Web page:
This approach describes a noncontact method for determining a driver’s drowsiness by utilising OpenCV DNN module for detecting face and a convolution neural network model to classify his state.

2. Methodology

The entire process of the drowsiness detection system is carried out following image processing, which is a technique for carrying out some actions on an image. The traditional Drowsiness Detection System is depicted in Figure 1.
There are five steps in this system flow, and they basically consist of Acquiring video, detection of the face, detection of eyes and mouth, state assessment and at last categorisation into drowsy or non-drowsy. There are three fundamental steps in this approach. First, video is captured using the camera, then it is transformed into frames, then faces are identified, and last, deep learning is used to detect sleepiness. In comparison to contact-based methods, this technology is non-contact-based and will be inexpensive.

2.1. Acquiring Video

This uses the Kaggle Drowsiness dataset. This accessible dataset is meant to aid in research projects. The camera is used to capture the photographs. There are four classes in this dataset that are used to categorize the state of the individual. The dataset contains images with a resolution of 640 × 480 pixels.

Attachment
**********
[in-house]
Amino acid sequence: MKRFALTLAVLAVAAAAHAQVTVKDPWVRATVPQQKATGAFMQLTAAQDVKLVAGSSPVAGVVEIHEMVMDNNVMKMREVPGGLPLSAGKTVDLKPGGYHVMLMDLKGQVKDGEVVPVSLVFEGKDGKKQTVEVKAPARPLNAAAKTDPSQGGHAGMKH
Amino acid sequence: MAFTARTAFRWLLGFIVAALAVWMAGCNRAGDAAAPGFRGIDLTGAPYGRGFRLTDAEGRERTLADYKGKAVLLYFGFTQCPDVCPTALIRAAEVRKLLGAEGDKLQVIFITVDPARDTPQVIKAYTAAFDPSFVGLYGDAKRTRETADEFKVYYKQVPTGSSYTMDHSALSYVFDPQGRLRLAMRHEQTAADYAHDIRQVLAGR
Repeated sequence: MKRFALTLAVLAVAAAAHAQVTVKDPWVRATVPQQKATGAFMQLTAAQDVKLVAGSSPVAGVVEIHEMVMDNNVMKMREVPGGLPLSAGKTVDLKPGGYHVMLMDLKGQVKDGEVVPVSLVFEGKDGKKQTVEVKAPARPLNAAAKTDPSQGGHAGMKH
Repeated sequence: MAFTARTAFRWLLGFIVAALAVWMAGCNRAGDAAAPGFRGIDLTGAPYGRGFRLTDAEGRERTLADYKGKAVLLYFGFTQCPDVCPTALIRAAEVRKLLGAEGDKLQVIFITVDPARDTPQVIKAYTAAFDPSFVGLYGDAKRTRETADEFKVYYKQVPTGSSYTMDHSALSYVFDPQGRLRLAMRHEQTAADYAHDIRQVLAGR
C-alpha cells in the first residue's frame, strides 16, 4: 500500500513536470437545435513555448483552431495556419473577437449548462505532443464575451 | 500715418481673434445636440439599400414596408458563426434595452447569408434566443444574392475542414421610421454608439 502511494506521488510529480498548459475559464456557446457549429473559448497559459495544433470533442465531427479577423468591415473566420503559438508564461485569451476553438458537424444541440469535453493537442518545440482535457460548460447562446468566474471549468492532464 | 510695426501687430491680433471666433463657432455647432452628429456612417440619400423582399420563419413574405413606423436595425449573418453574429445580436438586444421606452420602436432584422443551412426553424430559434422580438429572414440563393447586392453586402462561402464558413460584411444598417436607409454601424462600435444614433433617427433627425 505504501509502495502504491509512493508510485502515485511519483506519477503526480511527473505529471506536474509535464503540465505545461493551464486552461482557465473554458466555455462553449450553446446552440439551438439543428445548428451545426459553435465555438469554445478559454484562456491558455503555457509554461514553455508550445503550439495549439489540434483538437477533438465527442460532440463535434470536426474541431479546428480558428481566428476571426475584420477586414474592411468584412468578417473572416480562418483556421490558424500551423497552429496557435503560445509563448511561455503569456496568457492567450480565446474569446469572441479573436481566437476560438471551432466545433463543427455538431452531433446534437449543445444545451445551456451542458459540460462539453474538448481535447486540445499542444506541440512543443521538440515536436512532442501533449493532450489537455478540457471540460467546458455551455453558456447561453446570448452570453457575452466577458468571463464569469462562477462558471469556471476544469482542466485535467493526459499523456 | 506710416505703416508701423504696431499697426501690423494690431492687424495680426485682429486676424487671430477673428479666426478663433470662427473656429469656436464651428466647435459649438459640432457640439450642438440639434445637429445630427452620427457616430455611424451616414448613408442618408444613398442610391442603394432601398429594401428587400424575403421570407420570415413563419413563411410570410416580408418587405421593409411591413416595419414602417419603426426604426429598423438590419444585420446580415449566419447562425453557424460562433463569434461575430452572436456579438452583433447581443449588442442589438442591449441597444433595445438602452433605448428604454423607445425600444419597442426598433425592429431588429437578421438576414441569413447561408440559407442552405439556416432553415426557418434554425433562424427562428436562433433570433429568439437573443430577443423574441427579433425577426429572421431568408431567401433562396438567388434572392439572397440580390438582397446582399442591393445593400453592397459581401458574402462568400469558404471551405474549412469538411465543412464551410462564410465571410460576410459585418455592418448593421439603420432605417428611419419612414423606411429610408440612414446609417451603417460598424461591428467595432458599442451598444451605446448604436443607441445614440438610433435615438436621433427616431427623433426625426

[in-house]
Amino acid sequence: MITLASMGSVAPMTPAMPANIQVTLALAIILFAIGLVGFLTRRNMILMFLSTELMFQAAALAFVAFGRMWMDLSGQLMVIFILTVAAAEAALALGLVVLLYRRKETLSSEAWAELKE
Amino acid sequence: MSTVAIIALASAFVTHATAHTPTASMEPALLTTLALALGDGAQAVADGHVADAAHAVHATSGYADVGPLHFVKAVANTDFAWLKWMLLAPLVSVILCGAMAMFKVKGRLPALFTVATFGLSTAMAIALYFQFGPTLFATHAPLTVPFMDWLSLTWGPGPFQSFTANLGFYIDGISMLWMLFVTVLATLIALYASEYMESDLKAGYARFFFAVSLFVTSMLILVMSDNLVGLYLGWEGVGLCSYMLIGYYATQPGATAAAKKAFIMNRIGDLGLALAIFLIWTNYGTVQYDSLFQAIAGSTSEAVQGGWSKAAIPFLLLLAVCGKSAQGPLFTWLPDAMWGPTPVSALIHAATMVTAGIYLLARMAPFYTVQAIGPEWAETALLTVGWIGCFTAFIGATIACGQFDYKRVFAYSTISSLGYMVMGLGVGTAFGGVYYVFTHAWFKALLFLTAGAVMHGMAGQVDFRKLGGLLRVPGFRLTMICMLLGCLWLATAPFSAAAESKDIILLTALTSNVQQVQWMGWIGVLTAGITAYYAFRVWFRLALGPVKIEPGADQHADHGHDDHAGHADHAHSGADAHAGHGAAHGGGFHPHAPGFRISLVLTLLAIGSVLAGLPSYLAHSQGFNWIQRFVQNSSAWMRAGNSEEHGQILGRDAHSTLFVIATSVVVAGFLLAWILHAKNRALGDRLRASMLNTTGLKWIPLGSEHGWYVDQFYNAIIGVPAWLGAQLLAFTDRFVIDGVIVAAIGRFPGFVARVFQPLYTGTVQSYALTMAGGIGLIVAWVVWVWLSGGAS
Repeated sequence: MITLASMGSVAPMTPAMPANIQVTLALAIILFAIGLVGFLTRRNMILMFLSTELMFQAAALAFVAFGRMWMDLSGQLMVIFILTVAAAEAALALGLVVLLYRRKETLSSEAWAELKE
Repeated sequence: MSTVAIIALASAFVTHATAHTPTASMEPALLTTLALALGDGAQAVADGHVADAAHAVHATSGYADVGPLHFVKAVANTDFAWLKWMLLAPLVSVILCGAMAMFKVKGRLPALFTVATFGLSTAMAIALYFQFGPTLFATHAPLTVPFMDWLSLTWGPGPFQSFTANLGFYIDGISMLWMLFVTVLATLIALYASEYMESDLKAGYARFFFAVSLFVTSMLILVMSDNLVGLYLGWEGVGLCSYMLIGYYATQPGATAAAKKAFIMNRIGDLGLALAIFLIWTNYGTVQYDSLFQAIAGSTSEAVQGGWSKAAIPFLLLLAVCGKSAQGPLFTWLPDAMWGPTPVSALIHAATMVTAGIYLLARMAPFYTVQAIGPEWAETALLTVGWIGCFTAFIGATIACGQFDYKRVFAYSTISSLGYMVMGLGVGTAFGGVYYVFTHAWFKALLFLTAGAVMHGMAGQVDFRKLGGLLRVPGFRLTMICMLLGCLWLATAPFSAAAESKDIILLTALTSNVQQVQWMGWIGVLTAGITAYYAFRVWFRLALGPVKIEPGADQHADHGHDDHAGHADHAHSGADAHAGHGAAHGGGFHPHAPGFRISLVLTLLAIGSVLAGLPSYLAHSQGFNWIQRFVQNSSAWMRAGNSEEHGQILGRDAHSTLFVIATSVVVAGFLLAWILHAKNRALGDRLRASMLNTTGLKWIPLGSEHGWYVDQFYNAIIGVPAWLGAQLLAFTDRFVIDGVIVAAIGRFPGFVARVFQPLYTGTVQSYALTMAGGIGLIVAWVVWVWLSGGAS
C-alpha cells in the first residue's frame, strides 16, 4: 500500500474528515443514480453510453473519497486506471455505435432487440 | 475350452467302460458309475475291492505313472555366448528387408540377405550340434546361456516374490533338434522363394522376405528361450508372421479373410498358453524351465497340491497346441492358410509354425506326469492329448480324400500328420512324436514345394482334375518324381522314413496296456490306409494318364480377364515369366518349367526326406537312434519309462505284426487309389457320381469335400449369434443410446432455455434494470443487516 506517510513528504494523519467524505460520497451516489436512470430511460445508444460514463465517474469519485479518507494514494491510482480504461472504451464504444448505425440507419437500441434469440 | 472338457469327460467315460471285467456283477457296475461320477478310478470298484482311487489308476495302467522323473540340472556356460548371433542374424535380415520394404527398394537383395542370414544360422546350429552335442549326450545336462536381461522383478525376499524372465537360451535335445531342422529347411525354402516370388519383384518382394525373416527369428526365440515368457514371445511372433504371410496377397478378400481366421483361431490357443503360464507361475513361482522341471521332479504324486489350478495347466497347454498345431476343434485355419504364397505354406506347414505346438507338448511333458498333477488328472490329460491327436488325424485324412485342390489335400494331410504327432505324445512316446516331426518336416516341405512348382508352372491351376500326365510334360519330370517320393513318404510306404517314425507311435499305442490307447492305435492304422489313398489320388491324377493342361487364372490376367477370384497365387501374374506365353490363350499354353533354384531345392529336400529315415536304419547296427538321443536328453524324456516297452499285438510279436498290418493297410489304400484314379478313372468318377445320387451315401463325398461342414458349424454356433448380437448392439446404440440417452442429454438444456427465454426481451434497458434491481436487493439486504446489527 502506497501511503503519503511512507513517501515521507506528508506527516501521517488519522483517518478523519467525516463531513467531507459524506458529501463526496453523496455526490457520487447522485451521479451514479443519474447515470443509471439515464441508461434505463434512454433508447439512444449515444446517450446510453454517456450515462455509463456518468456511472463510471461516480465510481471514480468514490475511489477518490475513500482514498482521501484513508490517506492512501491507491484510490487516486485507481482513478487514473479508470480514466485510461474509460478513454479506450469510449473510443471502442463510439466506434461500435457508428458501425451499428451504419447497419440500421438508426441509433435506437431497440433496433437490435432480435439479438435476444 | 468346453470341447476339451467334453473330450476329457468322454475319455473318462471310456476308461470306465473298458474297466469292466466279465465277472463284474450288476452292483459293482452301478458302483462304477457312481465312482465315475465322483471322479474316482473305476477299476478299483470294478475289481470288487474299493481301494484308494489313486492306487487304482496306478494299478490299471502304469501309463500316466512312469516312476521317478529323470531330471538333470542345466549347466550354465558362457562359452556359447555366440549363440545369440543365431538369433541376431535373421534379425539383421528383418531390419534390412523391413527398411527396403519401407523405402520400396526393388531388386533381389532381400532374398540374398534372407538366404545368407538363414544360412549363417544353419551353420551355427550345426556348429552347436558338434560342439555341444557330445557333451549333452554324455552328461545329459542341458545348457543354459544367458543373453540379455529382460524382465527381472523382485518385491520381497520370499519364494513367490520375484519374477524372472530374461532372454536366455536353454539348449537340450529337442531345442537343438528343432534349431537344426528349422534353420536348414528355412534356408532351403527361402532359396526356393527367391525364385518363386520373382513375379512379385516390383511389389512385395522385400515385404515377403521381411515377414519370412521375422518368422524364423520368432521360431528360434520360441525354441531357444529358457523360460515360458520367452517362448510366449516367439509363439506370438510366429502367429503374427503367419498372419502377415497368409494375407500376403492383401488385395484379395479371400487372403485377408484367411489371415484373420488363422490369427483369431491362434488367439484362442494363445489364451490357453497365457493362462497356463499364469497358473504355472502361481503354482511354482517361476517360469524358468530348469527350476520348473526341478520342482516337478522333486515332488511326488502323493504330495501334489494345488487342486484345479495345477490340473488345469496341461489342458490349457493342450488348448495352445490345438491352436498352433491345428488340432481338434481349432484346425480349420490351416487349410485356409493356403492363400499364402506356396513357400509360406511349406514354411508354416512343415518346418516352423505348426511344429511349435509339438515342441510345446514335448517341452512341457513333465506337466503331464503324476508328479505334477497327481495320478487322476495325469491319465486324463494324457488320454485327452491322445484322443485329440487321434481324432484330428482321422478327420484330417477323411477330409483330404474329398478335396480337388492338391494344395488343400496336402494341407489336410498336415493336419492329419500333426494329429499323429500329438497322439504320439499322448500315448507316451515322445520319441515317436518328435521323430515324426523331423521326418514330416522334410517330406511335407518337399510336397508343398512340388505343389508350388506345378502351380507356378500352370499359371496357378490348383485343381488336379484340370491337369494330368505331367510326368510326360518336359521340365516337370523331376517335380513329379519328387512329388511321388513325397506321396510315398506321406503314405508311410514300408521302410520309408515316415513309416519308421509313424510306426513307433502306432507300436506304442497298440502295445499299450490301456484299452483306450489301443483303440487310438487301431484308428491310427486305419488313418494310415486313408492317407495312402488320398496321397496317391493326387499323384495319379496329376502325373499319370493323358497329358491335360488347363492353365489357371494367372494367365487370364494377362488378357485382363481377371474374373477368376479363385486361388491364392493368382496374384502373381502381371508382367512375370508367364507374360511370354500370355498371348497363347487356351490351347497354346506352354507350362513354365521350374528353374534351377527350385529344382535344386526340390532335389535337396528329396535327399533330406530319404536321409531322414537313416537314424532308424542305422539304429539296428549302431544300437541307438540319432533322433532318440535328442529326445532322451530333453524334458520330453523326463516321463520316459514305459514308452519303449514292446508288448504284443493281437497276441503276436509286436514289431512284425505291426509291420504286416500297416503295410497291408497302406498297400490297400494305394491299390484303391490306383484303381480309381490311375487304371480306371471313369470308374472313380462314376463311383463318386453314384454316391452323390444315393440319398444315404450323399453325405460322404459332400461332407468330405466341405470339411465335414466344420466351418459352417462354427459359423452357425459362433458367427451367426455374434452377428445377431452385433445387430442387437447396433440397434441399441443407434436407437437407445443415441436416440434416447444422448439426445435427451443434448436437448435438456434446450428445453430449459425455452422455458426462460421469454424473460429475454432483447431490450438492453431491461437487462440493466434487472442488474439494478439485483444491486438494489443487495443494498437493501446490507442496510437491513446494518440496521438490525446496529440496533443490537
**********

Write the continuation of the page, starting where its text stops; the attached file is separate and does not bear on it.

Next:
2.2. Detection of Face

Due to its simplicity, the Viola–Jones algorithm is frequently employed for face detection. Here, Haar characteristics are retrieved to identify facial, bodily, skeletal, and other markers [9]. As illustrated in Figure 2, Edge, line, and four-sidedness are the three Haar-like properties. The Haar-like feature needs to provide you with a higher score because our faces have complicated forms with darker and brighter areas. Computation of Haar features comprises comparing pixel intensities within predefined rectangular regions which may be either non-negative (white) or negative (black).
For that integral picture calculates the sum of pixel values in an image or rectangular section of an image, which helps us accomplish these laborious computations fast and effectively. Even after using the integral image approach, each image sub-window still has more than 180,000 rectangle features. Even though it is very efficient to compute each feature individually, doing it for the entire collection of features is expensive.
To find the optimal features, the AdaBoost method is employed [10]. In the end, the algorithm creates a simple standard to determine if a property is considered to be valuable.